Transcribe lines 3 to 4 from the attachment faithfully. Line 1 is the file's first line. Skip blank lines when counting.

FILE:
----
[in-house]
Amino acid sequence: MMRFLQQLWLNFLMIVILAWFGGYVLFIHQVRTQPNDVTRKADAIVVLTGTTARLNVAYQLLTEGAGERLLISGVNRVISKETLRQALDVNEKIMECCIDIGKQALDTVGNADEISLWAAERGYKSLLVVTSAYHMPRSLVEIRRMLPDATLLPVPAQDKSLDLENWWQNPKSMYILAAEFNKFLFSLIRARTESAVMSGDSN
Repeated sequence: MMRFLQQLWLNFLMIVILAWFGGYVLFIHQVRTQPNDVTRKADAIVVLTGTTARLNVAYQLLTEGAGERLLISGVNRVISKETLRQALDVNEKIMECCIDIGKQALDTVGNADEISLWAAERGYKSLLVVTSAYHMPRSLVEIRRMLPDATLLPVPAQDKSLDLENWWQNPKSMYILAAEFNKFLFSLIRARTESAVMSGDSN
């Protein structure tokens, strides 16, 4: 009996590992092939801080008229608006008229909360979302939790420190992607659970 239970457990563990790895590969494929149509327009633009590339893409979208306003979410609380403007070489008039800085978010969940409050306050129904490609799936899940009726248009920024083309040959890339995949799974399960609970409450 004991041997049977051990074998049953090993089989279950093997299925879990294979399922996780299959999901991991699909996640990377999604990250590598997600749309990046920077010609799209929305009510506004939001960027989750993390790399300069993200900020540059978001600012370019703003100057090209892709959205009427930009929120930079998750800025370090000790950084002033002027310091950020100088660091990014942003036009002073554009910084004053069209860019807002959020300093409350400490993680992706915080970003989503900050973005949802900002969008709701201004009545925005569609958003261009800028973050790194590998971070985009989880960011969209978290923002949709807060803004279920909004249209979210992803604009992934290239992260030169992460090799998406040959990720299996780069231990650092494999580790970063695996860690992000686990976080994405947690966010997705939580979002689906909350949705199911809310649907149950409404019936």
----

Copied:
Repeated sequence: MMRFLQQLWLNFLMIVILAWFGGYVLFIHQVRTQPNDVTRKADAIVVLTGTTARLNVAYQLLTEGAGERLLISGVNRVISKETLRQALDVNEKIMECCIDIGKQALDTVGNADEISLWAAERGYKSLLVVTSAYHMPRSLVEIRRMLPDATLLPVPAQDKSLDLENWWQNPKSMYILAAEFNKFLFSLIRARTESAVMSGDSN
């Protein structure tokens, strides 16, 4: 009996590992092939801080008229608006008229909360979302939790420190992607659970 239970457990563990790895590969494929149509327009633009590339893409979208306003979410609380403007070489008039800085978010969940409050306050129904490609799936899940009726248009920024083309040959890339995949799974399960609970409450 004991041997049977051990074998049953090993089989279950093997299925879990294979399922996780299959999901991991699909996640990377999604990250590598997600749309990046920077010609799209929305009510506004939001960027989750993390790399300069993200900020540059978001600012370019703003100057090209892709959205009427930009929120930079998750800025370090000790950084002033002027310091950020100088660091990014942003036009002073554009910084004053069209860019807002959020300093409350400490993680992706915080970003989503900050973005949802900002969008709701201004009545925005569609958003261009800028973050790194590998971070985009989880960011969209978290923002949709807060803004279920909004249209979210992803604009992934290239992260030169992460090799998406040959990720299996780069231990650092494999580790970063695996860690992000686990976080994405947690966010997705939580979002689906909350949705199911809310649907149950409404019936």